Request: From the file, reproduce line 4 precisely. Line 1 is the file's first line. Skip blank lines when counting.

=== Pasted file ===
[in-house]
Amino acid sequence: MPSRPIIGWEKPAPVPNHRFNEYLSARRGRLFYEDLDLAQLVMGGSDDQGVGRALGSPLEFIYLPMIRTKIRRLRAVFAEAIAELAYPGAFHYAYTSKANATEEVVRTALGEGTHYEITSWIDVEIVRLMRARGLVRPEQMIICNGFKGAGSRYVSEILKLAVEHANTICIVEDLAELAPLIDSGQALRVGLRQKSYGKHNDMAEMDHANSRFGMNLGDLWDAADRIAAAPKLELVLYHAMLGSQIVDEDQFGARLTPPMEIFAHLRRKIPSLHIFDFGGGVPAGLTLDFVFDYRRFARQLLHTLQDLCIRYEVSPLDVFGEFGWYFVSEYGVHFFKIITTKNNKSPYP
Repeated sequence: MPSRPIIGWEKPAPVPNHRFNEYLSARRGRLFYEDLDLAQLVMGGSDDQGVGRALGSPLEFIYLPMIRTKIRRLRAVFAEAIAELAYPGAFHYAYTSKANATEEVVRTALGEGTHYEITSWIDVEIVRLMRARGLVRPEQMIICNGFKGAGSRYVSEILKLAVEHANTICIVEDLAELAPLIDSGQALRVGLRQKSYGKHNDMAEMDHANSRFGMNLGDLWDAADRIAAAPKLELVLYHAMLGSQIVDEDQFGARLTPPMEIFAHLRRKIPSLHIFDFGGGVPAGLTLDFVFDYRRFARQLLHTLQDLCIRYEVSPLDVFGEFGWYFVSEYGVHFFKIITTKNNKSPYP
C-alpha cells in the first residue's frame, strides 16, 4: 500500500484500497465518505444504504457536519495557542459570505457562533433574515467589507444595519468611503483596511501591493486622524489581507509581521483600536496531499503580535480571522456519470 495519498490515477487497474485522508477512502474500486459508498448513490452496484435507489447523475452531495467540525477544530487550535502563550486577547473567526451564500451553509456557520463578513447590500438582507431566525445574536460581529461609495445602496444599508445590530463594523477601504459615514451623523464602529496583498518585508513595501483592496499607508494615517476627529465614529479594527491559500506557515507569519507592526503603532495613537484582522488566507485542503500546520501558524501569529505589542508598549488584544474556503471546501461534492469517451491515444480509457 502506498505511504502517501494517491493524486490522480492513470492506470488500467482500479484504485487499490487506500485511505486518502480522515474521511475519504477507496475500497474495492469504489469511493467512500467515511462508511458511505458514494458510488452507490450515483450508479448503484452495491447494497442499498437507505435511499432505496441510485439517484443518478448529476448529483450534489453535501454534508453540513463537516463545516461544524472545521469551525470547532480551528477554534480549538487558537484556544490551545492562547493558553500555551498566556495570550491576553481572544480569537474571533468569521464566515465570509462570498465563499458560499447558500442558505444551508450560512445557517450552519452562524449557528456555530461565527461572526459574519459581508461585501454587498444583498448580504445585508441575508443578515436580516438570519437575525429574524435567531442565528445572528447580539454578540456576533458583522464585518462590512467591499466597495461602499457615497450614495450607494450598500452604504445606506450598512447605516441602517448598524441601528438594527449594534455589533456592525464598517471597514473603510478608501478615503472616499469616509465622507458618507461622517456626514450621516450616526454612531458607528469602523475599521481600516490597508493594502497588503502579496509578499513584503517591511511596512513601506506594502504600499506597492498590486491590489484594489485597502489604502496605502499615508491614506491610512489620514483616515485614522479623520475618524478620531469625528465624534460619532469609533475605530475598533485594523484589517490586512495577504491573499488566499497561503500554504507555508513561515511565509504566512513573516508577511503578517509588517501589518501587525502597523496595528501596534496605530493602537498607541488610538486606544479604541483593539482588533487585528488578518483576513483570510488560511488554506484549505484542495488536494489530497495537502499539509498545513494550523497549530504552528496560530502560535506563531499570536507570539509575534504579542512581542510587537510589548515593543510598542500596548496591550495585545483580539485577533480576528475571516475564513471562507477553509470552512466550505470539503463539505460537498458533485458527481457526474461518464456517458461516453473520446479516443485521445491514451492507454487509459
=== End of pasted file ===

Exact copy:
C-alpha cells in the first residue's frame, strides 16, 4: 500500500484500497465518505444504504457536519495557542459570505457562533433574515467589507444595519468611503483596511501591493486622524489581507509581521483600536496531499503580535480571522456519470 495519498490515477487497474485522508477512502474500486459508498448513490452496484435507489447523475452531495467540525477544530487550535502563550486577547473567526451564500451553509456557520463578513447590500438582507431566525445574536460581529461609495445602496444599508445590530463594523477601504459615514451623523464602529496583498518585508513595501483592496499607508494615517476627529465614529479594527491559500506557515507569519507592526503603532495613537484582522488566507485542503500546520501558524501569529505589542508598549488584544474556503471546501461534492469517451491515444480509457 502506498505511504502517501494517491493524486490522480492513470492506470488500467482500479484504485487499490487506500485511505486518502480522515474521511475519504477507496475500497474495492469504489469511493467512500467515511462508511458511505458514494458510488452507490450515483450508479448503484452495491447494497442499498437507505435511499432505496441510485439517484443518478448529476448529483450534489453535501454534508453540513463537516463545516461544524472545521469551525470547532480551528477554534480549538487558537484556544490551545492562547493558553500555551498566556495570550491576553481572544480569537474571533468569521464566515465570509462570498465563499458560499447558500442558505444551508450560512445557517450552519452562524449557528456555530461565527461572526459574519459581508461585501454587498444583498448580504445585508441575508443578515436580516438570519437575525429574524435567531442565528445572528447580539454578540456576533458583522464585518462590512467591499466597495461602499457615497450614495450607494450598500452604504445606506450598512447605516441602517448598524441601528438594527449594534455589533456592525464598517471597514473603510478608501478615503472616499469616509465622507458618507461622517456626514450621516450616526454612531458607528469602523475599521481600516490597508493594502497588503502579496509578499513584503517591511511596512513601506506594502504600499506597492498590486491590489484594489485597502489604502496605502499615508491614506491610512489620514483616515485614522479623520475618524478620531469625528465624534460619532469609533475605530475598533485594523484589517490586512495577504491573499488566499497561503500554504507555508513561515511565509504566512513573516508577511503578517509588517501589518501587525502597523496595528501596534496605530493602537498607541488610538486606544479604541483593539482588533487585528488578518483576513483570510488560511488554506484549505484542495488536494489530497495537502499539509498545513494550523497549530504552528496560530502560535506563531499570536507570539509575534504579542512581542510587537510589548515593543510598542500596548496591550495585545483580539485577533480576528475571516475564513471562507477553509470552512466550505470539503463539505460537498458533485458527481457526474461518464456517458461516453473520446479516443485521445491514451492507454487509459